A Minneapolis Estate Planning Lawyer Defines a Successor Trustee and Explains Why You Should Have One
You did everything right. You sat down with a lawyer, paid her to draft your estate plan, created a living trust and named each other as trustees. But, the unthinkable happened and your spouse died before you did. You were so sure it would be you first. Your lawyer now explains that you are the successor trustee and that you must now administer your spouse's trust. What does she mean by a successor trustee?
When creating a revocable living trust, you (the trustmaker) will name yourself as trustee of your trust. But, what happens if you can't act as your own trustee either due to death or incapacity? Who will step in and manage your trust on your behalf? You need a backup. Spouses/partners will generally name each other as backups. What happens when one of them dies first?
You will need to check the trust document to make sure your spouse named a backup trustee. If not, check the will (if there is one) as it is common that the successor trustee is also named as the executor. Although the role of executor is similar to that of trustee, there are technical differences. If there was a will, you should consult with a Minnesota probate attorney to determine if a court probate process will be required to administer the estate.
If all assets were titled in the trust prior to the person’s death, or passed by beneficiary designation, such as in the case of life insurance and retirement plan assets (such as 401ks, IRAs, etc.), then a court probate may not be needed. However, if there were accounts or real estate in the person’s name alone that were not covered by the trust, a court probate may be necessary.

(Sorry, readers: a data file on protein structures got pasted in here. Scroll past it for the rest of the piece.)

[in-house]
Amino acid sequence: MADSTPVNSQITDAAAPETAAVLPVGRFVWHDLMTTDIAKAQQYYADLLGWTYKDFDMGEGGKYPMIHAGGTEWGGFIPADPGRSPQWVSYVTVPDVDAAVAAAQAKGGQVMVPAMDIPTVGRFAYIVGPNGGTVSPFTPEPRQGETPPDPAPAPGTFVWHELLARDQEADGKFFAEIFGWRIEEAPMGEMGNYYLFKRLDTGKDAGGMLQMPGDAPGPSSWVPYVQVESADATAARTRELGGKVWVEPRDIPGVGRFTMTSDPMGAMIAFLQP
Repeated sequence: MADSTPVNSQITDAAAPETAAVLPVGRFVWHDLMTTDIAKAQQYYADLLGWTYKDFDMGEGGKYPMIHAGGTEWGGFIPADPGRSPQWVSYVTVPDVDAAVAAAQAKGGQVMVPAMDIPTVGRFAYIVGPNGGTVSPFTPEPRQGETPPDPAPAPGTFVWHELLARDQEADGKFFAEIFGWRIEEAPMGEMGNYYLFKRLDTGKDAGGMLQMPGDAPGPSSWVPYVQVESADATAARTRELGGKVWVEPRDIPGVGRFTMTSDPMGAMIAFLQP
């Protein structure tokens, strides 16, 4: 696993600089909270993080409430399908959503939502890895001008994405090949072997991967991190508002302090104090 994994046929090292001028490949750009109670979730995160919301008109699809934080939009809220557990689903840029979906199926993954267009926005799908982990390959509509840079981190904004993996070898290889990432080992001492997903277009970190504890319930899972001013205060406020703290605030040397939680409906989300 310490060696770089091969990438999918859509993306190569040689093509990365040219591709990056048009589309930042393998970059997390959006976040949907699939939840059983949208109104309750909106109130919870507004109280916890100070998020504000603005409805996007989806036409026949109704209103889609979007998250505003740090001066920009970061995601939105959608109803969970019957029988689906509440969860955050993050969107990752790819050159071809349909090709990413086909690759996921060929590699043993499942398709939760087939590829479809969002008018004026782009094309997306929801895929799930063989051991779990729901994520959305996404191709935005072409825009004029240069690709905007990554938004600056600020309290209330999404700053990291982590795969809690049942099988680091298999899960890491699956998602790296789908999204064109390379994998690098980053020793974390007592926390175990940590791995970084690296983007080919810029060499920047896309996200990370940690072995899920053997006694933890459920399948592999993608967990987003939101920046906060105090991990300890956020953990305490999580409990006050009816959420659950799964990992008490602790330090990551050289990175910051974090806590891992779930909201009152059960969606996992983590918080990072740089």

During the probate process, all of the deceased person’s assets must be collected and accounted for. This includes all bank accounts, stocks, bonds, mutual funds, investment accounts, retirement assets, life insurance, cars, personal belongings and real estate. All of these assets should be valued and listed on one or more inventories. Depending upon the value of the assets, an estate tax return may be needed. You should be aware of any final expenses, the person’s final income tax returns, and any creditors. Although this process is lengthy, once all of the appropriate steps are taken, the assets will be distributed and the estate will come to a close.
Even without the need for probate, you are now the trustee and, as such, are in charge of all of the assets in the trust. If the person had a will stating that their assets should all be put into trust after death, you are also responsible for working to retitle all assets into the trust. You are then obligated to distribute those assets according to the terms of the trust so will need to be extremely familiar with the trust document in order to ensure that you follow it's instructions. In accepting the job as trustee, you signed on to faithfully follow the trust document and the law in carrying out your duties. This can be a complex, and confusing, job.
It is important that you hire a wills, trusts and estates attorney to assist you in carrying out your duties. Although the attorney that originally created the estate plan would most likely be more familiar with the situation, you are not legally required to hire that same attorney. You can hire any attorney that you please in order to determine what your obligations are.
If you have been named a successor trustee, an experienced estate planning attorney can help you through this process and make sure you carry out your legal duties as required. Contact us for a consultation today.